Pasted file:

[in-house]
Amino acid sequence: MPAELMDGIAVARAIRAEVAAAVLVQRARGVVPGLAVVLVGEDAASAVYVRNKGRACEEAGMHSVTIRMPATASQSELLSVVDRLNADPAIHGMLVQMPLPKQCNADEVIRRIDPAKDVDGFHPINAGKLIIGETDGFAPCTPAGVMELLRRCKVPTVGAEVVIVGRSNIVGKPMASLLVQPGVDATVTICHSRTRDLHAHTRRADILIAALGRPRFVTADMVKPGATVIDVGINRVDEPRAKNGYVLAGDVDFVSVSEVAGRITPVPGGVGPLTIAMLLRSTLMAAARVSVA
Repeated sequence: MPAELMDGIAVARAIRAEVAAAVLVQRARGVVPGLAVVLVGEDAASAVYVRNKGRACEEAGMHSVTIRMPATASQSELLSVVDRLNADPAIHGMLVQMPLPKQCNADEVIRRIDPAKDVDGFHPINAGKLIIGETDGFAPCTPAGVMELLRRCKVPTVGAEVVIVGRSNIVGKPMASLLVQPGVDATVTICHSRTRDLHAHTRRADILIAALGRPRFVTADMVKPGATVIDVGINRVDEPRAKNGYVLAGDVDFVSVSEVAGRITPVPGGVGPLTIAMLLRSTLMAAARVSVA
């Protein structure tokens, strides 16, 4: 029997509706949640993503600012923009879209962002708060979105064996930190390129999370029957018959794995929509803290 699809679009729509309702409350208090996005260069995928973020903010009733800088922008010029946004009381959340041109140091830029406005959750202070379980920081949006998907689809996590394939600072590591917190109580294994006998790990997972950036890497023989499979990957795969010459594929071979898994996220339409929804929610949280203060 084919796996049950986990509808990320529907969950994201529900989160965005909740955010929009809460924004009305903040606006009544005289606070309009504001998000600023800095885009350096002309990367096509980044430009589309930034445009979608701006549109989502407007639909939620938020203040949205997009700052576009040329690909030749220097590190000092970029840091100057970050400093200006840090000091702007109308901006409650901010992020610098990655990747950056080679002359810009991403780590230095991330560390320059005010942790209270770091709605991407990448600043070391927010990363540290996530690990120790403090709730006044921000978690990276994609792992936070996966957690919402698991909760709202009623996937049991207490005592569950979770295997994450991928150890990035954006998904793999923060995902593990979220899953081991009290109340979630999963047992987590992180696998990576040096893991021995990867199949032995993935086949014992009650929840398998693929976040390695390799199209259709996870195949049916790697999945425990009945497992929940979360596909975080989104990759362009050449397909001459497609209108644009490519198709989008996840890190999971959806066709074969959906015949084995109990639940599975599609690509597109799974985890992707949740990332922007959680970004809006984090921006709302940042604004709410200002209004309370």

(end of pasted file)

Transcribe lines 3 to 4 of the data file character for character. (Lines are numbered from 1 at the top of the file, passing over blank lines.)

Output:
Repeated sequence: MPAELMDGIAVARAIRAEVAAAVLVQRARGVVPGLAVVLVGEDAASAVYVRNKGRACEEAGMHSVTIRMPATASQSELLSVVDRLNADPAIHGMLVQMPLPKQCNADEVIRRIDPAKDVDGFHPINAGKLIIGETDGFAPCTPAGVMELLRRCKVPTVGAEVVIVGRSNIVGKPMASLLVQPGVDATVTICHSRTRDLHAHTRRADILIAALGRPRFVTADMVKPGATVIDVGINRVDEPRAKNGYVLAGDVDFVSVSEVAGRITPVPGGVGPLTIAMLLRSTLMAAARVSVA
């Protein structure tokens, strides 16, 4: 029997509706949640993503600012923009879209962002708060979105064996930190390129999370029957018959794995929509803290 699809679009729509309702409350208090996005260069995928973020903010009733800088922008010029946004009381959340041109140091830029406005959750202070379980920081949006998907689809996590394939600072590591917190109580294994006998790990997972950036890497023989499979990957795969010459594929071979898994996220339409929804929610949280203060 084919796996049950986990509808990320529907969950994201529900989160965005909740955010929009809460924004009305903040606006009544005289606070309009504001998000600023800095885009350096002309990367096509980044430009589309930034445009979608701006549109989502407007639909939620938020203040949205997009700052576009040329690909030749220097590190000092970029840091100057970050400093200006840090000091702007109308901006409650901010992020610098990655990747950056080679002359810009991403780590230095991330560390320059005010942790209270770091709605991407990448600043070391927010990363540290996530690990120790403090709730006044921000978690990276994609792992936070996966957690919402698991909760709202009623996937049991207490005592569950979770295997994450991928150890990035954006998904793999923060995902593990979220899953081991009290109340979630999963047992987590992180696998990576040096893991021995990867199949032995993935086949014992009650929840398998693929976040390695390799199209259709996870195949049916790697999945425990009945497992929940979360596909975080989104990759362009050449397909001459497609209108644009490519198709989008996840890190999971959806066709074969959906015949084995109990639940599975599609690509597109799974985890992707949740990332922007959680970004809006984090921006709302940042604004709410200002209004309370």